Why You Should Share Your Budget

When you decide to invest in your business by building custom application software there are many benefits. You will get technology that will maximize your productivity, effectiveness, and profitability as well as provide your business a unique competitive advantage. The majority of our projects have a quick ROI (return on investment) and so the projects they invest in pay for themselves in savings in a relatively short time period.

Often, shortly after meeting a new client, they will ask: “How much will it cost?” There is a Dilbert cartoon where a office worker comes to him and says “I need a budget estimate for my project but I don’t have a scope or a design for it yet.” Dilbert says “Okay, my estimate is $3,585,729.” The manager objects “But you don’t know anything about my project.” Dilbert replies “That makes two of us.”

Before you know detailed information about a project, you can’t accurately estimate it. You can go off of gut feeling and experience from past projects but there are just way too many variables to consider. Purchasing software development is very different from purchasing hardware. After an initial investigation and analysis phase known as your project blueprint, we provide estimates of hour ranges that will be accurate given a certain set of assumptions. This provides an intelligent decision point to know how you want to proceed. Then we utilize an iterative development project method called Agile. We provide frequent estimates along the way so you can stay in control of your budget by deciding which features you want to pay for and which ones can be left out.budget_features_schedule

There are three factors that go toward a successful project: (1) time/schedule, (2) scope/feature set, and (3) budget. As the client, you need to choose the driving factor for your project and allow the other two factors to be flexible.

The majority of clients are more flexible with the their schedule and features…but their budget drives what can be accomplished. That is why one of the first questions we ask prospective clients is concerning their budget.

There are different responses to this question. It makes some people very nervous. They are afraid that if they disclose their budget information then we’ll just tell them that’s what the project will cost. That’s partially true.

I can tell you what you can get for your budget amount. Then we can talk about what you actually need. Knowing your budget helps us to guide you toward a solution that is appropriate for you and to ignore solutions that are beyond your price range.

You may not know what your budget is, company policy may prevent you from telling us, or you may need to request your budget after you find out what the cost is. In any of these cases we can discuss a few options to choose from but it will generally take longer to scope out the work. If you know what your budget is then let us know. It will help us to focus in on the right solutions that will fit your needs.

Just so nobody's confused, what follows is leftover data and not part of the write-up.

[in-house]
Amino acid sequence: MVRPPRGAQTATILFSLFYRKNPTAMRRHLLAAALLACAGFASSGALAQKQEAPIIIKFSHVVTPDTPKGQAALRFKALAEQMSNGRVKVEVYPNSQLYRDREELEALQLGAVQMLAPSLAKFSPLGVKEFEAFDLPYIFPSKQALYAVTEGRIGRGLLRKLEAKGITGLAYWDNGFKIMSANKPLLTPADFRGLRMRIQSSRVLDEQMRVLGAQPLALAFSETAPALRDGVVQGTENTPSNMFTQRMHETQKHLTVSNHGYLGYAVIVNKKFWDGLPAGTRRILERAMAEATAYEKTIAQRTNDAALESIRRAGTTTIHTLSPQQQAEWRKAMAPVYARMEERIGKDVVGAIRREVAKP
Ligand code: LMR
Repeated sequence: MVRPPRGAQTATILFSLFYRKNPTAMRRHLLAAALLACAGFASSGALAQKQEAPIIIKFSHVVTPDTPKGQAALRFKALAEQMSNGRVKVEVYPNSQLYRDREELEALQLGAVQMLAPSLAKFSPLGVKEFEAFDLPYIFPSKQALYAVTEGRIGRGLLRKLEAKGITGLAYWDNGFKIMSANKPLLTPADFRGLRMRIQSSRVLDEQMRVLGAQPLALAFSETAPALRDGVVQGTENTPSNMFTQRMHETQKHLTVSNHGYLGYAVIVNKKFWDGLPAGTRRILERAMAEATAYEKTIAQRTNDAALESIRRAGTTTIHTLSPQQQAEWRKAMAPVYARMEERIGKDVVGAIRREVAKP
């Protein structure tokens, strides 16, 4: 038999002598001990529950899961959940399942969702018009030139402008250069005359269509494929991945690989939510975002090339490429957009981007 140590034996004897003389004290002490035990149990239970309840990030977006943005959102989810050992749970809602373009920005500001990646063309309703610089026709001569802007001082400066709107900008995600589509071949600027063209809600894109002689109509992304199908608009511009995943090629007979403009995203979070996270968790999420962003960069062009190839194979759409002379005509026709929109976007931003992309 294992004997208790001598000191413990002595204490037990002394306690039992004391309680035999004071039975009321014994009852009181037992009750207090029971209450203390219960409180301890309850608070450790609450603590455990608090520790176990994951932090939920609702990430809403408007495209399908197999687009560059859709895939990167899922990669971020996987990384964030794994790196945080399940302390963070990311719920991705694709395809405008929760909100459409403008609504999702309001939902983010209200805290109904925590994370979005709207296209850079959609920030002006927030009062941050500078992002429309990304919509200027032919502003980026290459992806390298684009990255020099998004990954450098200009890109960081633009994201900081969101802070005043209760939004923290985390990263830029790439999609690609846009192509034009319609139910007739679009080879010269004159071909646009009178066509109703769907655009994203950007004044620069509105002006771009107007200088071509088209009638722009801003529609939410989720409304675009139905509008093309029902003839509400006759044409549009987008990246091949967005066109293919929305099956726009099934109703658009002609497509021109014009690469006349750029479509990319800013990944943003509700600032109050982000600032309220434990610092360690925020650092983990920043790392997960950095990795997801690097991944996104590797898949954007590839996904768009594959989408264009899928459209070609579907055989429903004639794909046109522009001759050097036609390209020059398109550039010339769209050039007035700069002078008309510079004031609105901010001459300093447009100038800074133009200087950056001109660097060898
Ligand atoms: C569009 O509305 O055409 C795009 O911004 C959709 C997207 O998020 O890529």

When we work with you we want to have the most productive discussions that will lead us to a solution that will meet your needs as quickly as possible. Trusting us with your budget information is good for both of us. Our goal is to deliver quality technology with the features you require in the time frame you desire while saving you as much money as possible. When we do that everyone wins.

About Us 11

Tim Cimbura – CEO and Solution Engineer

Tim is an expert in creating custom business solutions that make your work more effective, productive, and profitable. He specializes in FileMaker application development (certified in versions 8-15) for Mac OS, Windows, iPad/iPhone as well as integration with the web using WordPress, PHP, and AppleScript. He knows Apple technology and Windows systems inside and out.

Comments

  1. Great article. Anytime you can slip in a Dilbert cartoon is good too! 😉

  2. Well put Tim.
    This is precisely how I also operate. When asked “how much will it cost?” my basic response is “how long is a piece of string?”.
    Even the most precise specification is prone to ‘spec creep’ as the project begins to take form. Once something is in place clients generally think of extras or changes that any fixed quote cannot predict…

    – Lyndsay

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